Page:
Thursday, March 1, 2012

Davis Dishes A Good And Useful Hurt

Aric Davis knew that he was going to be tattooed long before he thought about becoming a writer. And it was with this passion in mind that he started to write his third book and second novel, A Good And Useful Hurt.

What he delivers instead is something more than anyone expected. A Good And Useful Hurt is more than a second novel. It's a must read supernatural thriller and contemporary love story on the societal fringe.

A Good And Useful Hurt sends bittersweet shivers and permanent chills. 

The likable protagonist, Mike, is a tattoo artist who owns a studio. It's not his first attempt, but one of several after a series of failures due in part to his own lifestyle choices and attitude. Nowadays, things are different.

He has matured as a business owner with a passion for art, but tattoos happen to be his medium of choice despite the stigma associated with it. The shop is busy enough to staff a piercer; a receptionist, Becky; and a second tattoo artist, Lamar, a young black man who spent most of his youth in a juvenile detention center before coming to work at the shop about five years earlier.

Lamar proved his mettle as an apprentice quickly enough, once the two had worked past a subconscious color barrier and connected because of their mutual respect for each other's work. But the real test of their developing friendship came a few years later.

When Mike returned to his studio apartment above the shop after work one night, he discovered his soon-to-be ex-girlfriend Sid had shot herself in the head rather than move out. She did this in the bathroom, a final act of defiance meant to teach him a lesson that she would not leave so easily, not ever.

Although the relationship had come to an end because Sid could no longer manage her drug addiction and depression, Mike still loved her. At least, he loved her enough that he'd often question whether he was right to avoid marriage after his first ended so badly.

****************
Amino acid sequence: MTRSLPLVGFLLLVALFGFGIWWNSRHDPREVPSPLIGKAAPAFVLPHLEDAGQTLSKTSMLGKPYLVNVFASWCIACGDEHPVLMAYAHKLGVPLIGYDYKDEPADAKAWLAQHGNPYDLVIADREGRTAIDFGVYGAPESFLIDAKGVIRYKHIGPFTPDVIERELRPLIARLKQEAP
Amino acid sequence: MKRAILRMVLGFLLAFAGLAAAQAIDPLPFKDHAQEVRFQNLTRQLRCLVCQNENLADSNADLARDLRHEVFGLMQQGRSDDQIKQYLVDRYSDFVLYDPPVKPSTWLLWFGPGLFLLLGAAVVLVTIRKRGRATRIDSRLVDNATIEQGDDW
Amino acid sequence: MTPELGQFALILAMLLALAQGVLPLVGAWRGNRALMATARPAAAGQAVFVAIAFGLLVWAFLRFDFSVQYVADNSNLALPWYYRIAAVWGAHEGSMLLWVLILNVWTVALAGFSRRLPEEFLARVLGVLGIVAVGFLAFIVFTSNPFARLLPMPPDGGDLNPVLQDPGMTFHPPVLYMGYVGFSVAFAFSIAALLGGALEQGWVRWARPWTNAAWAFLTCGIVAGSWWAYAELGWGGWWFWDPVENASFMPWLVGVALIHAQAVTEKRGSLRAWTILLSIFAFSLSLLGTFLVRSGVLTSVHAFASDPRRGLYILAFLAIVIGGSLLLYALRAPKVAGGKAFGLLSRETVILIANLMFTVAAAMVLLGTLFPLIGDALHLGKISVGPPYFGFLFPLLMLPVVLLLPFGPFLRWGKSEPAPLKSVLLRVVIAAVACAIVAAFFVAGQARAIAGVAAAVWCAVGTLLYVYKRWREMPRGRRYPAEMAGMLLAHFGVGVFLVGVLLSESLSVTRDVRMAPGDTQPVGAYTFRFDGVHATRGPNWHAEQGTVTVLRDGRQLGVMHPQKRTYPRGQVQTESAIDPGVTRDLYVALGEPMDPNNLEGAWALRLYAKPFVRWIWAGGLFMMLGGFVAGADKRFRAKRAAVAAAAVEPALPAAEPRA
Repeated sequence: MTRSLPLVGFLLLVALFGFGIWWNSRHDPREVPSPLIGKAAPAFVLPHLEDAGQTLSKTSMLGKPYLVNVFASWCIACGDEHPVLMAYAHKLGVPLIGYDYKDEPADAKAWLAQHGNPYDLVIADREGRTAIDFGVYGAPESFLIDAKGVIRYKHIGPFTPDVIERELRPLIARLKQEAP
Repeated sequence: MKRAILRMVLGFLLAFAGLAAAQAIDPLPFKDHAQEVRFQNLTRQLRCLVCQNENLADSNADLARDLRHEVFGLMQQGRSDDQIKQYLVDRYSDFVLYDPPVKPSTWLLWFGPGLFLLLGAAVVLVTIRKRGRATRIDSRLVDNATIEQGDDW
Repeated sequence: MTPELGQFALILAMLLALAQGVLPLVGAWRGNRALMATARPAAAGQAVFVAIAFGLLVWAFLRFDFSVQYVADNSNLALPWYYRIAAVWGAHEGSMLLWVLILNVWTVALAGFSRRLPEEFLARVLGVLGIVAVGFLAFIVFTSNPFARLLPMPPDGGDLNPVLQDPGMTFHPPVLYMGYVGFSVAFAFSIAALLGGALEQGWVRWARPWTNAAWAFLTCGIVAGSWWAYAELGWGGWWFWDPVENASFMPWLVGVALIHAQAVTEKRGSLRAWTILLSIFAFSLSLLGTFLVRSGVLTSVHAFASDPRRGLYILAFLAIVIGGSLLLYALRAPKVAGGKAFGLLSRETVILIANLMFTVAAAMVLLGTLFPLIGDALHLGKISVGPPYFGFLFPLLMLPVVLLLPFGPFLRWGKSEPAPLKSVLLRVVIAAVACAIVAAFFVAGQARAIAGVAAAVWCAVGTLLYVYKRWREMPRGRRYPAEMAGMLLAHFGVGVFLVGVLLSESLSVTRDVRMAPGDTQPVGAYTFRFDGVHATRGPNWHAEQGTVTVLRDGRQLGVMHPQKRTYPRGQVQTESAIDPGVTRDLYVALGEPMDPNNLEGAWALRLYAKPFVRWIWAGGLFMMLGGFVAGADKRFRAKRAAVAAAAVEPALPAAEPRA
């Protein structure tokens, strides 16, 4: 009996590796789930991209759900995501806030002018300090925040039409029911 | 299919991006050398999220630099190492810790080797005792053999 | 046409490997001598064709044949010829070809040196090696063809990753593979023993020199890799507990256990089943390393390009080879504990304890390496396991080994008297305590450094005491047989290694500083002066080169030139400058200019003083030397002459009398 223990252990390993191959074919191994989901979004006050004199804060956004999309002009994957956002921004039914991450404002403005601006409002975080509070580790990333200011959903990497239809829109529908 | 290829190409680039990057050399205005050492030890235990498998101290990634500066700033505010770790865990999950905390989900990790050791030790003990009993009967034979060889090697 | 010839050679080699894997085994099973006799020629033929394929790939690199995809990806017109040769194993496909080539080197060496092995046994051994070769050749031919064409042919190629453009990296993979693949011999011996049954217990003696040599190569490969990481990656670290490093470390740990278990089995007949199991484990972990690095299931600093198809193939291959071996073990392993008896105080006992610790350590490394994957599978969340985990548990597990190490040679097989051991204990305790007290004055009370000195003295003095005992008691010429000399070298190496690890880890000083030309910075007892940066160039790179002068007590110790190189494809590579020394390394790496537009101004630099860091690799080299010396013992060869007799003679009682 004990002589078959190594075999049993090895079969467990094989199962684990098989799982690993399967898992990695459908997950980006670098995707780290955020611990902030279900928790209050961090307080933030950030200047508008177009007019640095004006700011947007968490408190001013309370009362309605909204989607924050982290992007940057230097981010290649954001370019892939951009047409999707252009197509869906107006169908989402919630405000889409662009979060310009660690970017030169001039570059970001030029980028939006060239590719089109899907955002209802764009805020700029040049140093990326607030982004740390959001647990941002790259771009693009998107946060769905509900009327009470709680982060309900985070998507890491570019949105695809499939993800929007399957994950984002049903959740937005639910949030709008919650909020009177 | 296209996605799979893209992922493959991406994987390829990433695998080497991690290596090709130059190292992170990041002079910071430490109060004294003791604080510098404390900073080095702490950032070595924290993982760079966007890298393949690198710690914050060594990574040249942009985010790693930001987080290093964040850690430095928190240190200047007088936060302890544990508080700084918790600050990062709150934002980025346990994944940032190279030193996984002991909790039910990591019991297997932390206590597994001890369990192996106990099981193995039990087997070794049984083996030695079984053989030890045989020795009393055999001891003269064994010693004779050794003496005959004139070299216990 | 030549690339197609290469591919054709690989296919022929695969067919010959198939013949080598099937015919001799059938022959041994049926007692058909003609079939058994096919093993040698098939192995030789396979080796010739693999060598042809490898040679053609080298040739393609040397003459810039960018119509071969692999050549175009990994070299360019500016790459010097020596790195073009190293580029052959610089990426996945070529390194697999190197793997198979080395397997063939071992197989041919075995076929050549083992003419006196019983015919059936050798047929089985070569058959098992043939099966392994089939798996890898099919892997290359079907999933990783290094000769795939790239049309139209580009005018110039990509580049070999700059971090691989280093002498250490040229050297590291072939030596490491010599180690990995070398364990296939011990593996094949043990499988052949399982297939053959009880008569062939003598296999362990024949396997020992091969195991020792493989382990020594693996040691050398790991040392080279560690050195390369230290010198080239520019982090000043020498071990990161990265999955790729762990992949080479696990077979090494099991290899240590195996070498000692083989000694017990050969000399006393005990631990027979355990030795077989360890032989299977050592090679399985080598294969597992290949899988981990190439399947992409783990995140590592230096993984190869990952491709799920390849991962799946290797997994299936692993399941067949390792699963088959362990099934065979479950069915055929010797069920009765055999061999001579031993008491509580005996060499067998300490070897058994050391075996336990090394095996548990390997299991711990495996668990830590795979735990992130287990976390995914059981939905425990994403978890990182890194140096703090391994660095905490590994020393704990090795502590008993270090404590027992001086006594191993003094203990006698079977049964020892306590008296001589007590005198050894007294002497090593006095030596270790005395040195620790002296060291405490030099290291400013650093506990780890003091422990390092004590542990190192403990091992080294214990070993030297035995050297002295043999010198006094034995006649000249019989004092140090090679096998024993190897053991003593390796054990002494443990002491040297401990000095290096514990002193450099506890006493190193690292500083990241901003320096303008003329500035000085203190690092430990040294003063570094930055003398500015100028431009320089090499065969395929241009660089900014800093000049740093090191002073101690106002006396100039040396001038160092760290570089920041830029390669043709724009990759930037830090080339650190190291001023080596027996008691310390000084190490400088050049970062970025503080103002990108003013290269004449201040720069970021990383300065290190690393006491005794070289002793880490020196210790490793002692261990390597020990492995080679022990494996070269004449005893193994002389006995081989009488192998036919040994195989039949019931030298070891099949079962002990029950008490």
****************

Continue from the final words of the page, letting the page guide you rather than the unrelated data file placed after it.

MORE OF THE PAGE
When his piercer quits over a salary dispute, Mike interviews Deb, an outspoken redheaded firecracker and piercer whose portfolio — piercings along with scarification, body implants, branding, and mutilation — far outweighs her abrasive attitude. Lamar sized her up differently. She's crazy, he said.

Two other primary threads that needle themselves into a rich tapestry. 

Mike, Lamar, Deb, and Becky aren't the only ones to be introduced early. The first is Wes, who never wanted a tattoo, but requests that the ashes of his dead son to be added to the ink. And while Wes plays only a bit but memorable part, he refers more people to the studio, all requesting the same thing after he experiences something that lifts his spirit.

The second person, Phil, doesn't have any interest in the studio. He is a serial killer, someone who developed an insatiable vengeance against women, picked up on as he stalks a young single mother and her infant. And while the introduction of Phil and ash-laced tattoos are alluded to as the conflict and the solution, it's everything else that happens to set a stage that becomes addictive, entertaining, and effortless.

There are other characters too, each with varying degrees of importance but all of them well fleshed out and complete. It's part of the life that Davis breathes into the novel. Life happens around the story rather than the primary plot becoming all encompassing until absolutely necessary.

A little bit of background that adds believability to the story. 

Although his background sometimes overshadows the merit of his work, Aric Davis is adept at creating a convincing environment because he lives it. He has worked for fifteen years as a body piercer and sports more than one tattoo. He also enjoys writing, enough to write columns from time to time too.

He has also seen ashes tattooed into skin. He dedicated the book to young women who were murdered near his home. And he is unafraid to make keen observations about society, ranging from the prejudice against people who look different to the emphasis placed on murderers while the victims are forgotten.

Davis currently lives in Grand Rapids, Michigan. He has a wife and daughter.

A Good And Useful Hurt By Aric Davis Inks 9.5 On The Liquid Hip Richter Scale.

A Good And Useful Hurt isn't perfect, but it comes close. The story feels a bit rushed to conclusion toward the end, with the likely intent to carry the story toward its crescendo. And while the interjection of the serial killer perspective now and again sometimes feels disruptive, the reasoning makes more sense by the end. But otherwise, there isn't much to improve upon but there is plenty to love.

Published by 47North, the latest imprint from Amazon Publishing, Davis represents a growing stable of writers who might never have otherwise pursued a literary career.  A Good and Useful Hurt can be found on Amazon. The novel can also be found at Barnes & Noble. Although the book could not be found on iBooks, the audio version is on iTunes. It is brilliantly read by Luke Daniels, who brings every character to life vividly.
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